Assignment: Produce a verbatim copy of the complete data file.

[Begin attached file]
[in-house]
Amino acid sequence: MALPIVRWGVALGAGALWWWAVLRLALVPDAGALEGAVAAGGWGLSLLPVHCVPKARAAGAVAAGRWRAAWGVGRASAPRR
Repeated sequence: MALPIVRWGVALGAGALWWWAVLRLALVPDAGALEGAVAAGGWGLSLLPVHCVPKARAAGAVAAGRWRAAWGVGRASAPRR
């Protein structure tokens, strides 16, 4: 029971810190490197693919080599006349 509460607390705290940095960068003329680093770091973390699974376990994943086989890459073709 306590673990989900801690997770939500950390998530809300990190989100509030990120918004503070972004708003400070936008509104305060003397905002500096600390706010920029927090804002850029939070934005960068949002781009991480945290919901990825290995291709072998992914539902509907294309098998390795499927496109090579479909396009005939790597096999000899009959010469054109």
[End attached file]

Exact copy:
[in-house]
Amino acid sequence: MALPIVRWGVALGAGALWWWAVLRLALVPDAGALEGAVAAGGWGLSLLPVHCVPKARAAGAVAAGRWRAAWGVGRASAPRR
Repeated sequence: MALPIVRWGVALGAGALWWWAVLRLALVPDAGALEGAVAAGGWGLSLLPVHCVPKARAAGAVAAGRWRAAWGVGRASAPRR
């Protein structure tokens, strides 16, 4: 029971810190490197693919080599006349 509460607390705290940095960068003329680093770091973390699974376990994943086989890459073709 306590673990989900801690997770939500950390998530809300990190989100509030990120918004503070972004708003400070936008509104305060003397905002500096600390706010920029927090804002850029939070934005960068949002781009991480945290919901990825290995291709072998992914539902509907294309098998390795499927496109090579479909396009005939790597096999000899009959010469054109």